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Canadian department store takeover offer called 'too low'

Hudson's Bay Co., Canada's biggest department-store chain, advised shareholders on Friday to reject a $712 million bid from U.S. investor Jerry Zucker, saying the price is too low and that other investors may make a higher offer.

Zucker's hostile bid doesn't adequately reflect the "underlying value" of Canada's oldest company, the Toronto-based retailer said in a statement Friday. The board is talking with "several parties" that may bid for the company. Spokeswoman Hillary Stauth declined to elaborate.

"The board is aggressively pursuing a number of alternatives to maximize value for shareholders," the company said in the statement, adding the offer is "opportunistic and inadequate."

Zucker, who holds 18.8 percent of the stock, said in a regulatory filing Nov. 10 he plans to close some money-losing Zellers discount stores and accelerate the company's strategy of refurbishing outlets to attract shoppers. The company reported Thursday that sales fell for the 10th consecutive quarter.

Chief Executive George Heller, 57, said Thursday he is confident the company's plan to revive profit will pay off soon. The company is cutting costs, opening new stores and offering major appliances and more jewelry and cosmetics in some existing Zellers stores to reverse declining sales.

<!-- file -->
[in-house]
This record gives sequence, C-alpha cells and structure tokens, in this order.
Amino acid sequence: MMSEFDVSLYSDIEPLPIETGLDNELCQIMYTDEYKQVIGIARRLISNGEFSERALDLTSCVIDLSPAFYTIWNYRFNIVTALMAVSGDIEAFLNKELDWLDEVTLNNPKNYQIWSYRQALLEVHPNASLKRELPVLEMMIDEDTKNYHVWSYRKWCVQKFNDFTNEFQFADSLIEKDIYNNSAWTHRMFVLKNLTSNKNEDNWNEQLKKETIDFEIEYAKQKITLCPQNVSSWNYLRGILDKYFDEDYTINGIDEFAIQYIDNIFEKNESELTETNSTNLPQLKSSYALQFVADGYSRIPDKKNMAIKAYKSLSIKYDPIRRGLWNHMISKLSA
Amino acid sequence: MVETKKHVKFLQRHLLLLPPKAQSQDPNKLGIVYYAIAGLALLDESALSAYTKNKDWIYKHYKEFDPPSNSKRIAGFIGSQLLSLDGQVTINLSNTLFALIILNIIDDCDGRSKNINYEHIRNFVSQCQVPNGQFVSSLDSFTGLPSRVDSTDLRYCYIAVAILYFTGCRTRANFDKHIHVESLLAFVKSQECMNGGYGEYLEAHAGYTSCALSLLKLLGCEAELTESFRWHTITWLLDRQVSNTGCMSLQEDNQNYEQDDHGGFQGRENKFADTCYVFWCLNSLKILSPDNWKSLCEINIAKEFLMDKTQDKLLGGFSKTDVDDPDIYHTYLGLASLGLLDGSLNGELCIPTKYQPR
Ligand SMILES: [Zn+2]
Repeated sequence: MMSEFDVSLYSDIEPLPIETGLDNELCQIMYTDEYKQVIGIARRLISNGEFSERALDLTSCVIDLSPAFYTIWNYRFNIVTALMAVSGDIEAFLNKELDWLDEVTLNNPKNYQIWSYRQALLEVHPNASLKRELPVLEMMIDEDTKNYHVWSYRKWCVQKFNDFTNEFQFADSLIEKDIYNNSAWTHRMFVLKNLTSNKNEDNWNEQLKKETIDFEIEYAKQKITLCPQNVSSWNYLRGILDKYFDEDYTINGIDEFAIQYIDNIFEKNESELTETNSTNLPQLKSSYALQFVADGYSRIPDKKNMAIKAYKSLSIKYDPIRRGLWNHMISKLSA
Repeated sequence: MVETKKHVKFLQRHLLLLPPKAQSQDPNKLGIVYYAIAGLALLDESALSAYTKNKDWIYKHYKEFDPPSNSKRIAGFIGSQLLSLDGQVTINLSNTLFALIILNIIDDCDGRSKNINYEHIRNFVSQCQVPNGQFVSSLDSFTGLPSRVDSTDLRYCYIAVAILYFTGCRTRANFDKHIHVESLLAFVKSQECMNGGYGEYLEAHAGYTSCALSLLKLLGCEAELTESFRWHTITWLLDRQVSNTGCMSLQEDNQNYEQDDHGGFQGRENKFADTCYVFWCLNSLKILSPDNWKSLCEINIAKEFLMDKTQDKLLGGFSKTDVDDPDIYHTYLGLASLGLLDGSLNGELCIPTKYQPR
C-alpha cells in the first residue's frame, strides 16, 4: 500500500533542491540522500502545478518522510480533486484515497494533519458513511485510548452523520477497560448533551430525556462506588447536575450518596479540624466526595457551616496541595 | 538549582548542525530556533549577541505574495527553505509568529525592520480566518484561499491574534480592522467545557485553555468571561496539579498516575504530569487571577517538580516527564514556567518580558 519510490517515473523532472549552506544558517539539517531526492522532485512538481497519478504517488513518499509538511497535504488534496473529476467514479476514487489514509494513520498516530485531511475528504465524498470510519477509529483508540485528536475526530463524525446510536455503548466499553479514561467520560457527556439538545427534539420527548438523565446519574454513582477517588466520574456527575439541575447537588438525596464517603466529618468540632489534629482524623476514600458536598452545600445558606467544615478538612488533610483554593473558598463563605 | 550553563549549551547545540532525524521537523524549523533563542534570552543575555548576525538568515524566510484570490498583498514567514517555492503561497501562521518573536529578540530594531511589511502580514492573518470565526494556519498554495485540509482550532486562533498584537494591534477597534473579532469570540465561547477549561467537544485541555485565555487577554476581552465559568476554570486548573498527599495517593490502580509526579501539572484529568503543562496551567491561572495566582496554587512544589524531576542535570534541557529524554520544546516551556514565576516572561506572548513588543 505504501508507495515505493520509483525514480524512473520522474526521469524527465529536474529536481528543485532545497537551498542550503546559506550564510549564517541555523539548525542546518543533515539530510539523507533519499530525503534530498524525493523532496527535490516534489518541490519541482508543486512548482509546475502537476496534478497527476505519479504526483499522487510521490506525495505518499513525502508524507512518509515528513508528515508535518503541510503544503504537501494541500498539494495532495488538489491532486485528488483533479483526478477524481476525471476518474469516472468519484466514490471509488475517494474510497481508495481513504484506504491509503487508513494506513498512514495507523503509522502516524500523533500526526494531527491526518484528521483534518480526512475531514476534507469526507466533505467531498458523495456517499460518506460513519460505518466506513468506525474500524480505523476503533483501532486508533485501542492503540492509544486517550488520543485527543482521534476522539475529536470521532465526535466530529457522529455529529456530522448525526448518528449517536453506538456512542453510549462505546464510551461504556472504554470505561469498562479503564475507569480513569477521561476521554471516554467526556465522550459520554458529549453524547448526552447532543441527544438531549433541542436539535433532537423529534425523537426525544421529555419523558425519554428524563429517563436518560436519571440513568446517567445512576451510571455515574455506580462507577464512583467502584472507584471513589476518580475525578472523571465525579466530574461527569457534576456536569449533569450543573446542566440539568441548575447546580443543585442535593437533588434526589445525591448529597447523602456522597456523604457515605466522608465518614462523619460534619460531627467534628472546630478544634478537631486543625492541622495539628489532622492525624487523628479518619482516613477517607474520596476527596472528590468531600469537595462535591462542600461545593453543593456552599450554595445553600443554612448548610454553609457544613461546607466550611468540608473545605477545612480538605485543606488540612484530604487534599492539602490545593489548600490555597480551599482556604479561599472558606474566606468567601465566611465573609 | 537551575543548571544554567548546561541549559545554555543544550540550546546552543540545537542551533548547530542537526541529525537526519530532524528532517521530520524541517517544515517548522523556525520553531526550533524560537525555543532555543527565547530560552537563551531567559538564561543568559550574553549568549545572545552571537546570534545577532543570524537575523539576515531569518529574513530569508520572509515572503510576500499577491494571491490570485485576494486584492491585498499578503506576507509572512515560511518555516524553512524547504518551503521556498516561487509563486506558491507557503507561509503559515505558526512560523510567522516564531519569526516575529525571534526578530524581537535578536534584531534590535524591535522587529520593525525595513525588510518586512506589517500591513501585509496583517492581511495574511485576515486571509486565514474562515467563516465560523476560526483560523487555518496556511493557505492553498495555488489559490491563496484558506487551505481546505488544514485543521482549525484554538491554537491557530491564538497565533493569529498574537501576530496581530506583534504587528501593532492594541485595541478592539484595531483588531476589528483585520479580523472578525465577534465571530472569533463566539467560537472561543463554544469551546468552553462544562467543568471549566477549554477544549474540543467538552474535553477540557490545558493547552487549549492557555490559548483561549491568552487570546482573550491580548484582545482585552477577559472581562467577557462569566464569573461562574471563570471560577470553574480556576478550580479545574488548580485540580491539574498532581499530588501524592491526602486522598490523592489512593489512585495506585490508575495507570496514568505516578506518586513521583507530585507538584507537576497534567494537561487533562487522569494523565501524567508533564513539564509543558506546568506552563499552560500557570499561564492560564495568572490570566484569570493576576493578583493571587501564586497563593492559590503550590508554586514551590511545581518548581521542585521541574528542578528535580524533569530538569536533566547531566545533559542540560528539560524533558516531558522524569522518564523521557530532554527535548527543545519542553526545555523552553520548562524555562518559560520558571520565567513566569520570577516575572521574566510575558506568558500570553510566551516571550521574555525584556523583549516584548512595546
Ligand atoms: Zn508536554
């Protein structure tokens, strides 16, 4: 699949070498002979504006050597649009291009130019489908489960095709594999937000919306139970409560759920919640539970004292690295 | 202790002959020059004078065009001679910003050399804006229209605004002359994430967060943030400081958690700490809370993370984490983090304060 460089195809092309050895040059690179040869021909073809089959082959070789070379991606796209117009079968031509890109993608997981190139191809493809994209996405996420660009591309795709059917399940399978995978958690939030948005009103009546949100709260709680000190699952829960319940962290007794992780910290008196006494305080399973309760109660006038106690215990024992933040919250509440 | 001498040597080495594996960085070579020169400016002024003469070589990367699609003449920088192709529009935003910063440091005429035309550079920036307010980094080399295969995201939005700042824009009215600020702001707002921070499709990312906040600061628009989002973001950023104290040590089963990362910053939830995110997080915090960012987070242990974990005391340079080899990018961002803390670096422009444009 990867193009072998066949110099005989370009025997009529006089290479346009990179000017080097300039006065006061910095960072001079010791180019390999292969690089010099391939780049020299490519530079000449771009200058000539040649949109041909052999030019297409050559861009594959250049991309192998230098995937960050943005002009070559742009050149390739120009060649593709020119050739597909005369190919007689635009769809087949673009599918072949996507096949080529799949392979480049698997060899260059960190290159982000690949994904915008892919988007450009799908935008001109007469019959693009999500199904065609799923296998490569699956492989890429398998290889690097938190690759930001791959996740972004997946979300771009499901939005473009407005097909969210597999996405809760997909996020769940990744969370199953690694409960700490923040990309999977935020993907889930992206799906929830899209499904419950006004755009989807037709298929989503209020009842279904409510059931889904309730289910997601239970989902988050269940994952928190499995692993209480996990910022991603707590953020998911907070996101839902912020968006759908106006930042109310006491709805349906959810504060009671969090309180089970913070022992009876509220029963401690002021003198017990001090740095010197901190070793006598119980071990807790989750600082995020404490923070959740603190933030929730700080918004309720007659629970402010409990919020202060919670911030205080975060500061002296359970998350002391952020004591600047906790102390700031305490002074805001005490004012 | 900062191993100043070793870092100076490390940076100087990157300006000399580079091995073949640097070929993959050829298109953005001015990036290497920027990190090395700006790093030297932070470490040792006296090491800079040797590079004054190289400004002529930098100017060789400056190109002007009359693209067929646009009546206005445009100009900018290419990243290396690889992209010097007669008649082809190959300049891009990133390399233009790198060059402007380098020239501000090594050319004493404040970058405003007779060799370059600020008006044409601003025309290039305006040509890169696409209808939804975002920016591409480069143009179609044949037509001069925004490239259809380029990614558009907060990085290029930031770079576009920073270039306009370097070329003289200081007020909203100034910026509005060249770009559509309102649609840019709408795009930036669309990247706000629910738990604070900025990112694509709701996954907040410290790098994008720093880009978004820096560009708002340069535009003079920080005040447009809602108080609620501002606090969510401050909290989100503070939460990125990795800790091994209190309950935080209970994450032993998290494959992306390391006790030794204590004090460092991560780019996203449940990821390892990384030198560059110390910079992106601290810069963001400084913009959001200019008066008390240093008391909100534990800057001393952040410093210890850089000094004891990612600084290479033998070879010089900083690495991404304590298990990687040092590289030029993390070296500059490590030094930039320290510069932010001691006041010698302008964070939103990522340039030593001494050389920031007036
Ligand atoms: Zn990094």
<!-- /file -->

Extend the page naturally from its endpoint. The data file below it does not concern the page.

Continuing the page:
Zucker's offer was made before the company fired 825 workers and doesn't reflect the cut's impact on earnings, the company said.

Robert Johnston, Zucker's vice president of strategy, said Thursday the offer will remain open until Dec. 29. Zucker is unlikely to raise his bid after yesterday's fiscal third-quarter results, which showed Hudson's Bay's loss widened.

"Anybody looking for more should keep that in mind," Johnston said.

Zucker, listed as the 346th-richest person in the U.S. by Forbes magazine, decided to bid for the rest of the shares after the company's Oct. 6 announcement on finding a buyer for its credit-card division failed to lift the stock price. It would be the 55-year-old investor's first venture in retail.

The retailer hired BMO Nesbitt Burns and Goldman, Sachs & Co., which said the offer is inadequate, Hudson's Bay said Friday.

Zucker's net worth is about $1 billion, Forbes said. He bought his first textile plant in 1982 and now heads the holding company Intertech Group, which also controls chemical and manufacturing companies with annual sales of about $3 billion. Customers include Procter & Gamble Co. and Johnson & Johnson, Forbes said.